Summer Heat

By Stacie Prada

Summer’s here, it’s getting hot, and it’s getting really tough to stay cool.

With multiple sclerosis, many people have heat sensitivity that triggers MS symptoms. For me, it brings on fatigue, and my body goes numb. It usually starts with my feet and legs. Without intervention, the numbness can spread to my full body from the neck down. It’s not disease progression, but it can be frustrating and depressing. In my youth I basked in and relished extreme heat. Now it makes me anxious for the possible consequences.

Cooling feet off in the water

Suggestions abound for ways to stay cool in the summer heat. Stay hydrated, wear cooling aids, stay in the shade, have air conditioning, travel somewhere cooler, be rich. The last one is said in jest, but there are so many barriers to remaining cool when the weather heats up for more than a day or two. I suspect the barriers are easier to remove when wealthy.

The preferred options are also very individual. Environment, health, finances and area of control differ drastically for each person. Cool showers work for me, but they might not be possible when needed. They can also be difficult for those with mobility issues. My go-to method is to use my medication cold packs as cooling aids. Wrapped in a towel, they cool me down quickly when placed on my belly or the back of my neck. 

I don’t have air conditioning in my home or at work, so I plan ahead for hot days. My office is located in an historic building of stone and brick construction without air conditioning. We fondly refer to our office as a pizza oven when the brick warms up and our offices remain excessively warm for days. In my area, it’s the start of a heat wave. It was 80 degrees at my desk today, and the humidity made it feel hotter.

I drink cold water, use the ceiling fans, open the windows for air flow, and direct a small fan above my desk at my torso. Films coating the windows and blinds adjusted help diffuse the sun’s rays from directly warming the office. None of this keeps the office cool, but it makes it a little more bearable. 

It’s a challenge getting work done and looking professional while trying not to overheat. Sportswear is good for the technical construction and breathable fabric designed to keep athletes comfortable, but it can get expensive and isn’t always appropriate for the office. Sun dresses, skirts, breezy style tops and other loose clothing that don’t cling to sweating skin help. Often being comfortable can be achieved, yet we resist in an effort to be socially acceptable and presentable. The business world generally encourages discomfort at the expense of good self-care. I want to give myself and others permission to do whatever it takes to stay as cool and comfortable as possible in hot weather.

I try to remember the conditions where I am are not the same everywhere, and they’re sometimes drastically different at a nearby location. It’s interesting to me how different it is for the offices across the hall located on the shady side of the building. They’re often cool even on very hot days. I need to remember this. Where might it be cooler? Go there for a moment. Even a quick break could help.

Note to self: Sometimes it’s not about being able to do something to relieve the discomfort, it’s about giving myself permission to do what it takes to be comfortable.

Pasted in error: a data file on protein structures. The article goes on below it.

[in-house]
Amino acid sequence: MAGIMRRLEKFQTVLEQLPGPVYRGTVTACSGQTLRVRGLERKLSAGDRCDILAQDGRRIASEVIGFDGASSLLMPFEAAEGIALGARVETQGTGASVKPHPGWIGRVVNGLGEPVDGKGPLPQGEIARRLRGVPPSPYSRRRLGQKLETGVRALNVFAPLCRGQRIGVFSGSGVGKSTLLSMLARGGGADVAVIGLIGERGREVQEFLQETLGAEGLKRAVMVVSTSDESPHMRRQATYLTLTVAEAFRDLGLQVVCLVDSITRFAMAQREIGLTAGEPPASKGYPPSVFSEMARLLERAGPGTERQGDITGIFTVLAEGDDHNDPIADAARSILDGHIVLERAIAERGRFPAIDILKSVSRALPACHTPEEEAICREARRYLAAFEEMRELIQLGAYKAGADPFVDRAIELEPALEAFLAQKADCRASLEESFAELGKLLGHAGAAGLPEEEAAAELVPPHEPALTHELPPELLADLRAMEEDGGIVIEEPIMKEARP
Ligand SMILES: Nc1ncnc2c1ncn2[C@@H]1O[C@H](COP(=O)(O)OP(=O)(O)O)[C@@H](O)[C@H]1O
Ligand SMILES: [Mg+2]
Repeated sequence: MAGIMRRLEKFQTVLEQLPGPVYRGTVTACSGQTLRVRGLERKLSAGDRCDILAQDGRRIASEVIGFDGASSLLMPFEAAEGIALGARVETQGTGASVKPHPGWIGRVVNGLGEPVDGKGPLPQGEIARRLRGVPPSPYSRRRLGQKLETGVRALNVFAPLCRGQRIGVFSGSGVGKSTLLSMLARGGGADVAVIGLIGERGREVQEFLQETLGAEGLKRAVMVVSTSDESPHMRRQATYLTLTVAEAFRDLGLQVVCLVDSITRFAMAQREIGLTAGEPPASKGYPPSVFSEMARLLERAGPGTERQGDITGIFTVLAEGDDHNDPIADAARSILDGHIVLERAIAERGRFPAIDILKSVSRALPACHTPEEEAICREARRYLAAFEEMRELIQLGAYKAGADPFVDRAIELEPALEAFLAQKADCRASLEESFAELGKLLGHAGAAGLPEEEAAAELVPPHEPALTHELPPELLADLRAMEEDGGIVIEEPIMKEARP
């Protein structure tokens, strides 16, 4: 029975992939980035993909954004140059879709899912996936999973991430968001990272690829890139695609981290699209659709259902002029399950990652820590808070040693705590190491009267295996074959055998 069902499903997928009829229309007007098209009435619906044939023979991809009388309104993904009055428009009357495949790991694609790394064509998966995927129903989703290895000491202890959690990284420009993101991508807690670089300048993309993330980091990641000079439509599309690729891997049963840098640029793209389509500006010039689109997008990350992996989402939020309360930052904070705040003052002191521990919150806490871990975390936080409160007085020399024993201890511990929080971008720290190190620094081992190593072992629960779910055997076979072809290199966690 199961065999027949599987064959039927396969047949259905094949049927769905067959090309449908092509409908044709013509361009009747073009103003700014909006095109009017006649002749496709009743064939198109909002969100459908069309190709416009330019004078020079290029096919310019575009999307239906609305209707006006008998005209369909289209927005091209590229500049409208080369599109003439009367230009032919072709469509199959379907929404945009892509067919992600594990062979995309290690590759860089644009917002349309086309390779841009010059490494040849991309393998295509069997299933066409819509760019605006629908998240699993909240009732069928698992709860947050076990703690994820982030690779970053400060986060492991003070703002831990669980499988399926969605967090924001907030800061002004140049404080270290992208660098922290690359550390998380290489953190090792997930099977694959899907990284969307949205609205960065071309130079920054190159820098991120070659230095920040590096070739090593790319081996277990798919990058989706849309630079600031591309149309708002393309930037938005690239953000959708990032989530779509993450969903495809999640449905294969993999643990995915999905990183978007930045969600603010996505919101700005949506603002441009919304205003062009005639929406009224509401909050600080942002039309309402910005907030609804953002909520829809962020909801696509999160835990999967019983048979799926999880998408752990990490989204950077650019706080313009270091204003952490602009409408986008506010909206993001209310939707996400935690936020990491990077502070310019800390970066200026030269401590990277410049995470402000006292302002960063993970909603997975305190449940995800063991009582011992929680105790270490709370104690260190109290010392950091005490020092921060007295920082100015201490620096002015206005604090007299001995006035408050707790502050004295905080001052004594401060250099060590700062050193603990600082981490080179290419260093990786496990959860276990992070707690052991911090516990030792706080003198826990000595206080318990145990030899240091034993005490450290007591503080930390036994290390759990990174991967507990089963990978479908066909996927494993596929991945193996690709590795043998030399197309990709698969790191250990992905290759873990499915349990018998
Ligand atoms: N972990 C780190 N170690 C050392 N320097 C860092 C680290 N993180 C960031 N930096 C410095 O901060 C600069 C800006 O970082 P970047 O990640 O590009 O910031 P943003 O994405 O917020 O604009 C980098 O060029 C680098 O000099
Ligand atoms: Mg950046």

I live near the beach, and yesterday I walked along the shore barefoot in the water. It felt so decadent that I couldn’t believe I’d resisted the idea of taking off my shoes and socks to get in. I knew the saltwater would be really cold, and it was. I hadn’t considered how refreshing it would be after the initial shock. It cooled me off, and the unplanned stroll was heaven.

Lesson noted: Sometimes the initial discomfort is necessary to get to comfortable conditions.

Please do what you need to do to care for yourself and those around you, especially in heat waves and situations where certain behavior is expected. You might just inspire someone else to give themselves the permission they need. 

*Stacie Prada was diagnosed with RRMS in 2008 just shy of 38 years old.  Her blog, “Keep Doing What You’re Doing” is a compilation of inspiration, exploration, and practical tips for living with Multiple Sclerosis while living a full, productive, and healthy life with a positive perspective. It includes musings on things that help her adapt, cope and rejoice in this adventure on earth. Please visit her at http://stacieprada.blogspot.com/

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About MSAA

As a national nonprofit organization, the Multiple Sclerosis Association of America is a leading resource for the entire MS community, improving lives today through vital services and support. MSAA provides free programs and services, such as: a toll-free Helpline; award-winning publications including a magazine, The Motivator; website featuring educational videos and research updates; S.E.A.R.C.H.™ program to assist the MS community with learning about different treatment choices; a mobile phone app, My MS Manager™; a resource database, My MS Resource Locator; equipment distribution ranging from grab bars to wheelchairs; cooling accessories for heat-sensitive individuals; educational events and activities; MRI funding and insurance advocacy; and more. For additional information, please visit http://www.mymsaa.org or call (800) 532-7667.

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